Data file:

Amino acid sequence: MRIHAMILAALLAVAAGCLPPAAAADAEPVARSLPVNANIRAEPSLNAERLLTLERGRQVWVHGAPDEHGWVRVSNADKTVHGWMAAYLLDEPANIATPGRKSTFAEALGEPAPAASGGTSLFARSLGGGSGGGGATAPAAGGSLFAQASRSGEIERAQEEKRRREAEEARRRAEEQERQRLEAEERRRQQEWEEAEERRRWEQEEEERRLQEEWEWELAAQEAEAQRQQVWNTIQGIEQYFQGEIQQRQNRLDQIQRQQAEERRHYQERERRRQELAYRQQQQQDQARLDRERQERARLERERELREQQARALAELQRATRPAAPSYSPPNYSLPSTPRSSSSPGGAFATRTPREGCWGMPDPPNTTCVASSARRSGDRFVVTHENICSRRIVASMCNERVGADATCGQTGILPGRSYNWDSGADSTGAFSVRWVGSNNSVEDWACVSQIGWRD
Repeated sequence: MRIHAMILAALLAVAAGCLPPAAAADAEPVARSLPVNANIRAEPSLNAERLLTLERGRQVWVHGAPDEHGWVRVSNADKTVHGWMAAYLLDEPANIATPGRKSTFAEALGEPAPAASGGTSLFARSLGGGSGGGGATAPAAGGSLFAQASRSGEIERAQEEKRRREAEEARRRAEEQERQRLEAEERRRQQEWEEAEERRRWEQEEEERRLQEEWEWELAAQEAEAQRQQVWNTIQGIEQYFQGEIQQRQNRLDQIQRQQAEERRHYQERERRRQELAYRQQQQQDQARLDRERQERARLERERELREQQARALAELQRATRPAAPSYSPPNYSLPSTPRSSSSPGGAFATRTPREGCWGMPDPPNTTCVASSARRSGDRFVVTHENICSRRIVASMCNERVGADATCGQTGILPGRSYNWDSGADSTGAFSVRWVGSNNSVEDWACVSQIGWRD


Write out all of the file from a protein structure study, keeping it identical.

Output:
Amino acid sequence: MRIHAMILAALLAVAAGCLPPAAAADAEPVARSLPVNANIRAEPSLNAERLLTLERGRQVWVHGAPDEHGWVRVSNADKTVHGWMAAYLLDEPANIATPGRKSTFAEALGEPAPAASGGTSLFARSLGGGSGGGGATAPAAGGSLFAQASRSGEIERAQEEKRRREAEEARRRAEEQERQRLEAEERRRQQEWEEAEERRRWEQEEEERRLQEEWEWELAAQEAEAQRQQVWNTIQGIEQYFQGEIQQRQNRLDQIQRQQAEERRHYQERERRRQELAYRQQQQQDQARLDRERQERARLERERELREQQARALAELQRATRPAAPSYSPPNYSLPSTPRSSSSPGGAFATRTPREGCWGMPDPPNTTCVASSARRSGDRFVVTHENICSRRIVASMCNERVGADATCGQTGILPGRSYNWDSGADSTGAFSVRWVGSNNSVEDWACVSQIGWRD
Repeated sequence: MRIHAMILAALLAVAAGCLPPAAAADAEPVARSLPVNANIRAEPSLNAERLLTLERGRQVWVHGAPDEHGWVRVSNADKTVHGWMAAYLLDEPANIATPGRKSTFAEALGEPAPAASGGTSLFARSLGGGSGGGGATAPAAGGSLFAQASRSGEIERAQEEKRRREAEEARRRAEEQERQRLEAEERRRQQEWEEAEERRRWEQEEEERRLQEEWEWELAAQEAEAQRQQVWNTIQGIEQYFQGEIQQRQNRLDQIQRQQAEERRHYQERERRRQELAYRQQQQQDQARLDRERQERARLERERELREQQARALAELQRATRPAAPSYSPPNYSLPSTPRSSSSPGGAFATRTPREGCWGMPDPPNTTCVASSARRSGDRFVVTHENICSRRIVASMCNERVGADATCGQTGILPGRSYNWDSGADSTGAFSVRWVGSNNSVEDWACVSQIGWRD